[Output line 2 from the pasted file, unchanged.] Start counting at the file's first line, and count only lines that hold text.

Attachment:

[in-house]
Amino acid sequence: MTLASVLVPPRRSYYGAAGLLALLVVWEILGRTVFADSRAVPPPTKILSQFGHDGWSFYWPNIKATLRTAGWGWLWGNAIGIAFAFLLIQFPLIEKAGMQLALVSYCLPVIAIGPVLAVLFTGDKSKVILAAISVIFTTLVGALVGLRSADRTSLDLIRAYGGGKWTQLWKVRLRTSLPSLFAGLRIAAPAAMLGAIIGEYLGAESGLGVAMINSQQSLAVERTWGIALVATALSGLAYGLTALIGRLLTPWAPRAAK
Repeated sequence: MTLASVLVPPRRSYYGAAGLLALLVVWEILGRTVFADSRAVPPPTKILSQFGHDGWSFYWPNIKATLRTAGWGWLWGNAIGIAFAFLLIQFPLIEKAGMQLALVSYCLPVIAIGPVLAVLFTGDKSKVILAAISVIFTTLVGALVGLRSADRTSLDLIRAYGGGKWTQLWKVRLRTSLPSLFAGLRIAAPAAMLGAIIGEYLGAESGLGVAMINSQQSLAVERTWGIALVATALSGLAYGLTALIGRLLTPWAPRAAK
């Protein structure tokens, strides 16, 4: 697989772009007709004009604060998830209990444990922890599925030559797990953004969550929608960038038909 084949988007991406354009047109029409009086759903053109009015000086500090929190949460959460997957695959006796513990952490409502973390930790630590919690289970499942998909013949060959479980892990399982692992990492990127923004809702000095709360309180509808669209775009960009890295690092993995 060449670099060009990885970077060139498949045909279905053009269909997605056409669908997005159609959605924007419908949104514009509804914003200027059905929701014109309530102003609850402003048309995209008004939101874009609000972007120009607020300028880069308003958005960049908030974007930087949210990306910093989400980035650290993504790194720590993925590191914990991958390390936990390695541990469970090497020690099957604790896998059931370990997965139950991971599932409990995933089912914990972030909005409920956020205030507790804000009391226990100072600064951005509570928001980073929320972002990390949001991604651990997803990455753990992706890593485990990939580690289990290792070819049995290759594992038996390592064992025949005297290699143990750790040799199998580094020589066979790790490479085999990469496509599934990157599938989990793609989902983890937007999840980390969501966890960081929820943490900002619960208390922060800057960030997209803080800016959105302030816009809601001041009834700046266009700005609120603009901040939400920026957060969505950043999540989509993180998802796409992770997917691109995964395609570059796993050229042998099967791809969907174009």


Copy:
Amino acid sequence: MTLASVLVPPRRSYYGAAGLLALLVVWEILGRTVFADSRAVPPPTKILSQFGHDGWSFYWPNIKATLRTAGWGWLWGNAIGIAFAFLLIQFPLIEKAGMQLALVSYCLPVIAIGPVLAVLFTGDKSKVILAAISVIFTTLVGALVGLRSADRTSLDLIRAYGGGKWTQLWKVRLRTSLPSLFAGLRIAAPAAMLGAIIGEYLGAESGLGVAMINSQQSLAVERTWGIALVATALSGLAYGLTALIGRLLTPWAPRAAK